Reflections on Palliative Care

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Editorial Reviews

Doody's Review Service
Reviewer: Lisa Stepp, PhD, RN, APN, AOCN, CRNH (Private Practice)
Description: The Facing Death Series lends particular attention to the developing field of palliative care as viewed by practitioners, planners, and policy analysts. This volume, third in the series, focuses on death, dying, end-of-life care, and bereavement.
Purpose: The authors seek to further extend our understanding of the palliative care concepts, as well as to provoke further discussions regarding current dilemmas and trends in this field. This text also recognizes that a critical and probing type of orientation is necessary in the development process of a specialty. Overall, the authors are able to achieve this purpose by causing readers to focus their attention on questions that, to date, have no answers.
Audience: According to the authors, this text is written for students of death, dying, and bereavement, and for anyone with an involvement in palliative care research, service delivery, or policy making. This target audience is too broad for the scope of information actually delivered. More realistically, this text will have the greatest benefit for those involved in research and policy making. The authors are knowledgeable in the sociological aspects of life and death; however, their practice is based in England, which is sociologically quite different from that here in the United States.
Features: This volume covers societal identifications of death as well as the development, policies, and future trends of palliative care. The authors are able to give a global perspective of important concepts and theories incorporated in palliative care.
Assessment: The importance of understanding our culture's perception of death, dying, and palliative care cannot be overestimated. A text that focuses on the United States cultural norms would be more useful.
Lisa Stepp
The Facing Death Series lends particular attention to the developing field of palliative care as viewed by practitioners, planners, and policy analysts. This volume, third in the series, focuses on death, dying, end-of-life care, and bereavement. The authors seek to further extend our understanding of the palliative care concepts, as well as to provoke further discussions regarding current dilemmas and trends in this field. This text also recognizes that a critical and probing type of orientation is necessary in the development process of a specialty. Overall, the authors are able to achieve this purpose by causing readers to focus their attention on questions that, to date, have no answers. According to the authors, this text is written for students of death, dying, and bereavement, and for anyone with an involvement in palliative care research, service delivery, or policy making. This target audience is too broad for the scope of information actually delivered. More realistically, this text will have the greatest benefit for those involved in research and policy making. The authors are knowledgeable in the sociological aspects of life and death; however, their practice is based in England, which is sociologically quite different from that here in the United States. This volume covers societal identifications of death as well as the development, policies, and future trends of palliative care. The authors are able to give a global perspective of important concepts and theories incorporated in palliative care. The importance of understanding our culture's perception of death, dying, and palliative care cannot be overestimated. A text that focuses on the United States culturalnorms would be more useful.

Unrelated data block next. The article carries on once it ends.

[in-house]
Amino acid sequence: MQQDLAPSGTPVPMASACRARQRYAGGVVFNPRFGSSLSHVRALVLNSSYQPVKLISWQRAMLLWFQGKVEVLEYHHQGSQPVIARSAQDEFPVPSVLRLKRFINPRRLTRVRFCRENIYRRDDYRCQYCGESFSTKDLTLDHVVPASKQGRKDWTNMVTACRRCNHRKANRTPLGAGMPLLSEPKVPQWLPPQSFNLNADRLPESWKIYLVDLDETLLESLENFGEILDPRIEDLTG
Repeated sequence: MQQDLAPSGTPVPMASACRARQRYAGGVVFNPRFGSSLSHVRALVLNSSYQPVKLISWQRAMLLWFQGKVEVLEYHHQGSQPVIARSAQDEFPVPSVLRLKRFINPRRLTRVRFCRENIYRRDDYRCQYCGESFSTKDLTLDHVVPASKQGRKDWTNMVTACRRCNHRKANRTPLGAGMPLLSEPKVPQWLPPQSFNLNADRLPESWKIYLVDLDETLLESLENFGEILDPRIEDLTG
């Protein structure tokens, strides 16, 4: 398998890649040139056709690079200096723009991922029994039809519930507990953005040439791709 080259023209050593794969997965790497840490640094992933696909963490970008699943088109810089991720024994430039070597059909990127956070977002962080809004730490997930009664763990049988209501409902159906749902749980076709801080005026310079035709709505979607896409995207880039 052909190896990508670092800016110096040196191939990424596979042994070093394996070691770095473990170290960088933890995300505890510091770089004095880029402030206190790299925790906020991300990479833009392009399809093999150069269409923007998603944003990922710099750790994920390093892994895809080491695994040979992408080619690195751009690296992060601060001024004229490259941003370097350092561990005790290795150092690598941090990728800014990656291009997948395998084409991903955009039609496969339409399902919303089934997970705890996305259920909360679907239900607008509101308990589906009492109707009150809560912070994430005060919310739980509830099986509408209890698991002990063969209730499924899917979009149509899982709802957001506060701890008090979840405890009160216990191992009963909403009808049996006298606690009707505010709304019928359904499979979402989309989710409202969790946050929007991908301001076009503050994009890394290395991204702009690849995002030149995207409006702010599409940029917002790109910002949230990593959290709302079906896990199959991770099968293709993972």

Booknews
This overview of palliative care begins with discussions of the social meaning of death and suffering, aging and dying, grief and mourning, and euthanasia. Parts two, three, and four cover the history and development of palliative care; definitions and meanings; the routinization and medicalization theses; policy development and the NHS; delivery in hospitals, in-patient hospices, institutional homes, and at home; and the future of palliative care. Clark is a professor of medical sociology; Seymour is a research associate<-->both at the University of Sheffield. Distributed by Taylor & Francis. Annotation c. Book News, Inc., Portland, OR (booknews.com)

3 Stars from Doody
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Product Details

  • ISBN-13: 9780335194551
  • Publisher: Open University Press
  • Publication date: 1/1/1999
  • Series: Facing Death Series
  • Edition number: 1
  • Pages: 213

Table of Contents

Series editor's preface
Notes on the authors
Acknowledgements
Introduction 1
Pt. I Death in society 3
1 The social meaning of death and suffering 8
2 Ageing, dying and grieving 24
3 The ethics of dying 47
Pt. II The philosophy and practice of palliative care 59
4 History and development 65
5 Definitions, components, meanings 79
6 Routinization and medicalization 104
Pt. III Policy issues 125
7 Policy development and palliative care 131
8 The delivery of palliative care services 151
Pt. IV Conclusions 173
9 The future for palliative care 176
References 188
Index 211
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